How One Of The First Lua Code Editors Was Built


Simeon Saëns is the co-founder of Two Lives Left, the makers behind Codea, a Lua code editor for iOS devices, as well as Cargot-Bot and Crabitron. Codea was released in 2011 and was notable for being one of the first iOS Lua editors ever created. I spoke with Simeon via Google Hangout about his career as an indie developer, creating Codea, and how the idea for it emerged out of a bet.

Initial Idea For Codea

Simeon: We - myself, John Millard, and Dylan Sale - were three computer science students doing our PhDs in Computer Science and the iPhone, the very first one, had just come out. I picked it up the day it was released. Then we used third party tools to start building for it. We immediately fell in love with the touch screen interaction and all the possibilities that hadn't yet been invented at the time. So, we stopped doing our PhDs and decided to build games.

Specifically with Codea, what happened was my friend and I had an argument. I said that you couldn't use the mechanics of interaction in a game to tell a story about the real world without having some aspect of the real world in the game.

At the time, I was at a cafe and I only had my iPad, but I was trying to write a demo of a game to prove my point. That's when I realized: I couldn't do it on my iPad. When I got home, I used my computer to write an app for my iPad, so that I could code a game if I was ever in that position again. At the time, it was the first sort of coding that had happened on the iPad.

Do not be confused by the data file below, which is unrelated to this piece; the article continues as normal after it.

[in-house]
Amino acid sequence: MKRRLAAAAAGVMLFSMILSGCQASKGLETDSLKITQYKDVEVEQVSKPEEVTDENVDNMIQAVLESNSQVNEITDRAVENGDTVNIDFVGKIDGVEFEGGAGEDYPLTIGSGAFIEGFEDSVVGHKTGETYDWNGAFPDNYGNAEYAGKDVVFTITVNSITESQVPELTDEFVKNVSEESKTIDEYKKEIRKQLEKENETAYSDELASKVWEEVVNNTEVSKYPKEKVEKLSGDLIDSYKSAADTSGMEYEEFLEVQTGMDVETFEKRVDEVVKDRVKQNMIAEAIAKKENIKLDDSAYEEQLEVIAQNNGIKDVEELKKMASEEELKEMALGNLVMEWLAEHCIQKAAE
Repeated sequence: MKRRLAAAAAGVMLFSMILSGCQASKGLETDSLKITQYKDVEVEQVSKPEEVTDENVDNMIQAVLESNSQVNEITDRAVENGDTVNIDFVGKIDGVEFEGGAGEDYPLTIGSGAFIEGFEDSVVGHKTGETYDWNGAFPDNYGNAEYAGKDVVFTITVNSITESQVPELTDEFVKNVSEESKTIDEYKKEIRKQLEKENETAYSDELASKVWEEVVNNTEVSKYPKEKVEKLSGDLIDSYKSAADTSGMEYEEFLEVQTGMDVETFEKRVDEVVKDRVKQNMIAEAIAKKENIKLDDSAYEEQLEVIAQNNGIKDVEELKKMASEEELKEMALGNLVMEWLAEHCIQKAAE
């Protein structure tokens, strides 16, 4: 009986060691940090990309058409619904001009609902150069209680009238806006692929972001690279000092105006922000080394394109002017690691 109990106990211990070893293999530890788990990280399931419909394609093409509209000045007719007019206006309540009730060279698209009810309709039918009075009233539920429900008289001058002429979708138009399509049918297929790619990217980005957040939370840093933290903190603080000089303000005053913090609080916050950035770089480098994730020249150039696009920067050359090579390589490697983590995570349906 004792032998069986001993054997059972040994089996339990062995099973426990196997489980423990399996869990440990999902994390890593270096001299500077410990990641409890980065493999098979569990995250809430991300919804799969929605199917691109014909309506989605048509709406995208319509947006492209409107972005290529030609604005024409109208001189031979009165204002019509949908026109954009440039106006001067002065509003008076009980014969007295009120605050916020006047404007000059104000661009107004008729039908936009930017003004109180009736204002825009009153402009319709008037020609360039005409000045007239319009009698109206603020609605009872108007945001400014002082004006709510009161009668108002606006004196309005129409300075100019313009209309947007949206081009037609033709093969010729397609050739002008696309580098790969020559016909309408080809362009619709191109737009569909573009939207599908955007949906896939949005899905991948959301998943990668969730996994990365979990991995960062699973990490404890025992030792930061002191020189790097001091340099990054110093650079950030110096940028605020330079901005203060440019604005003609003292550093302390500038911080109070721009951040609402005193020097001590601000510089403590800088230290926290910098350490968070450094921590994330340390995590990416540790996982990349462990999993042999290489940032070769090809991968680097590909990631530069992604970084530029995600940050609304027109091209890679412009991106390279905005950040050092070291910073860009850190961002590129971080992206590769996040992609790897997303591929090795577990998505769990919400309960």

On The Media & Press Of Codea

Simeon: A few weeks in, it was doing great. It even turned $27,000 in one day, which was crazy. It was very big for quite a few months, but then it's revenue went down. We were only working on it a couple of days a week still, because we didn't want to go all in on it, but it was a really big launch at the time.

Building Community Forums

Simeon: Later on, the following year, I set up forums so that users could ask questions and talk. There were some people that were doing really clever things with it. One of the guys, Deanna who lives in New York, was remaking Pac-Man.

He wasn't good at the graphic side, but he was very good at coming up with good, interesting puzzles. I contacted him and said, can we help you turn this into a really polished game and give it away for free?